Though his name may not carry much weight in English speaking circles—his virtues “lost in translation”—no Russian writer stood as high in his time as Alexander Pushkin (1799–1837). In his short life of 37 years, Pushkin—the great grandson of a captured African prince—authored two of his country’s most revered and influential works, the play Boris Godunov and the novel in verse Eugene Onegin. Like a character in that latter work, the erudite nobleman poet met his death at the hands of a supposed romantic rival “on a winter evening,” writes Phoebe Taplin in The Telegraph, when he “travelled by sleigh from Nevsky Prospekt to the Black River area of St. Petersburg, then filled with woods and dachas, where Georges D’Anthès fatally wounded him in the stomach.”
Pushkin wrote as passionately as he lived—and died. (That final duel was the last of twenty-nine he fought). His work remains viscerally compelling, even in translation: into other languages, other genres, and other media, as in the animated film above of a short poem of Pushkin’s called Rusalka, or “The Mermaid.” Animated in a masterful hand-painted style by Russian artist and filmmaker Alexander Petrov, the film tells the story of a monk who falls in love with a beautiful and dangerous mythical water spirit. You can read a paraphrase, translation, and interpretation of the poem here. I recommend watching the ten-minute film first. Though presented in Russian without subtitles, you will—even if you don’t speak Russian—find yourself seduced.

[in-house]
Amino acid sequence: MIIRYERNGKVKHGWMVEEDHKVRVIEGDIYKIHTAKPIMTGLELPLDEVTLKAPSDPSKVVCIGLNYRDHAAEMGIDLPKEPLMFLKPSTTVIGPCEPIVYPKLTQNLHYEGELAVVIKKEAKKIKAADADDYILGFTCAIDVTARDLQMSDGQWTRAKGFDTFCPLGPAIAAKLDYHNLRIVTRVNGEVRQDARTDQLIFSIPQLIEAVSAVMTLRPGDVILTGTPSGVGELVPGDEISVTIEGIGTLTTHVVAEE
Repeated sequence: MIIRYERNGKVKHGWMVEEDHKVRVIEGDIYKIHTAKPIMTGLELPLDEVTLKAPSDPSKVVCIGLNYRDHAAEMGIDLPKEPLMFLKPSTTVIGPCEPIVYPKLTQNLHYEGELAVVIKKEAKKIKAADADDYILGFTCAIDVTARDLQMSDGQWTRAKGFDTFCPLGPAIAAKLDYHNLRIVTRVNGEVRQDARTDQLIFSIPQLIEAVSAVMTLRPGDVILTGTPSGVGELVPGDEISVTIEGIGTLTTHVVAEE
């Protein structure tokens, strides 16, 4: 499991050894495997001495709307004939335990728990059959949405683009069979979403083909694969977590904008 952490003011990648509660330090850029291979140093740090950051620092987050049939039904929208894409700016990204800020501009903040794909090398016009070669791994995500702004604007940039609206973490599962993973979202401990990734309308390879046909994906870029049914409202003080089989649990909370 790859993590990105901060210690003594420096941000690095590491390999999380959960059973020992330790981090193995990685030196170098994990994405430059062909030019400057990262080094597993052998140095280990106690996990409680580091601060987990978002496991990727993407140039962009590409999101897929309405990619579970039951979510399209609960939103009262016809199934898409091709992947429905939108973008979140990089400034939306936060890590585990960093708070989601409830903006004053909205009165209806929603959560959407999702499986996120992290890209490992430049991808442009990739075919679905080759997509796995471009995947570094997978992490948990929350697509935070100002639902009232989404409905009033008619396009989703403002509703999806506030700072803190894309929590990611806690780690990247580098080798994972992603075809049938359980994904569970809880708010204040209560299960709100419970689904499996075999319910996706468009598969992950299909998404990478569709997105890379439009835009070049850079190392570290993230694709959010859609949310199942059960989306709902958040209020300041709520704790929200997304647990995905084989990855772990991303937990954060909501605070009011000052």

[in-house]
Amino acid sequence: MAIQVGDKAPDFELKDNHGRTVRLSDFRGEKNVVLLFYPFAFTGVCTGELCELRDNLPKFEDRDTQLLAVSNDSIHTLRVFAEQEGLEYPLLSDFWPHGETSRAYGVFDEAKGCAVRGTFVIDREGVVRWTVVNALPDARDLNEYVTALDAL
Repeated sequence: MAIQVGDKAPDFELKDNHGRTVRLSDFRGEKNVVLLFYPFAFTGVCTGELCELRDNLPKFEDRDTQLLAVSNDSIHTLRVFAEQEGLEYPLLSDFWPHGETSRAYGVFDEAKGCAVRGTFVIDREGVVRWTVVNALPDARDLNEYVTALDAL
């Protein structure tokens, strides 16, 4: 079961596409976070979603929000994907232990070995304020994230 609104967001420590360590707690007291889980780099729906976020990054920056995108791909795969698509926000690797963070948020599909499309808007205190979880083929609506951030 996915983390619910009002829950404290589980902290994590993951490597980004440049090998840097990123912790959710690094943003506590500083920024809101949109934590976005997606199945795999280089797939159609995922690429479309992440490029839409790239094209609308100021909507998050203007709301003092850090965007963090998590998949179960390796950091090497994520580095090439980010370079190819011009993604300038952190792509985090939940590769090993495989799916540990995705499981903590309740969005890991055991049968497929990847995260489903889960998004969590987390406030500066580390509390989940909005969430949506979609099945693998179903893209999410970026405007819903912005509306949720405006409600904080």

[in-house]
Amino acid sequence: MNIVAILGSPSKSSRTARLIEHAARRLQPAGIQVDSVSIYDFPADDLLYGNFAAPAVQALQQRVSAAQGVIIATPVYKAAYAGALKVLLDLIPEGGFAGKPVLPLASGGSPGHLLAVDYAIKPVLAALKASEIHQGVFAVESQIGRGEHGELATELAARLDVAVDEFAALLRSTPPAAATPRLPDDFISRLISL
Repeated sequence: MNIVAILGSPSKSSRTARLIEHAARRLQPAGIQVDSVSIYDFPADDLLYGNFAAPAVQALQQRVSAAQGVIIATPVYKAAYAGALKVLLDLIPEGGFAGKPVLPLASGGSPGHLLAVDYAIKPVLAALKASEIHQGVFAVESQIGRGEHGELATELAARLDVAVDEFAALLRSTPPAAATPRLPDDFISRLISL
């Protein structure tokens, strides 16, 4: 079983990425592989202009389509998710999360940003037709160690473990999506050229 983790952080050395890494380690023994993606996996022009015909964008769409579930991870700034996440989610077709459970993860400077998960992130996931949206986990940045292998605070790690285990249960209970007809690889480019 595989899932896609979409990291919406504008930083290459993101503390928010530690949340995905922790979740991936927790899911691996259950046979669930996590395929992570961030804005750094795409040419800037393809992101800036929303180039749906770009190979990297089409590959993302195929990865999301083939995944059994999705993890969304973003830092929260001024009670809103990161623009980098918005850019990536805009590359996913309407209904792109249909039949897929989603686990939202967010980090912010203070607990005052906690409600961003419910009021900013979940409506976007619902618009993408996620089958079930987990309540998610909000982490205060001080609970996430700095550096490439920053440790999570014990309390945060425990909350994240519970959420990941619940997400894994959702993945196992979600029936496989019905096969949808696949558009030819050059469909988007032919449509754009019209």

Petrov, who painstakingly paints his images on glass with oils, has also adapted the work of other dramatic writers, including another fellow Russian artist, Dostoevsky. His take on Hemingway’s The Old Man and the Sea won an Academy Award in 2000, and most deservedly so. Petrov does not adapt literary works so much as he translates them into light, shadow, and sound, immersing us in their textures and images. His Rusalka, just like the poem on which it’s based, speaks directly to our imaginations.
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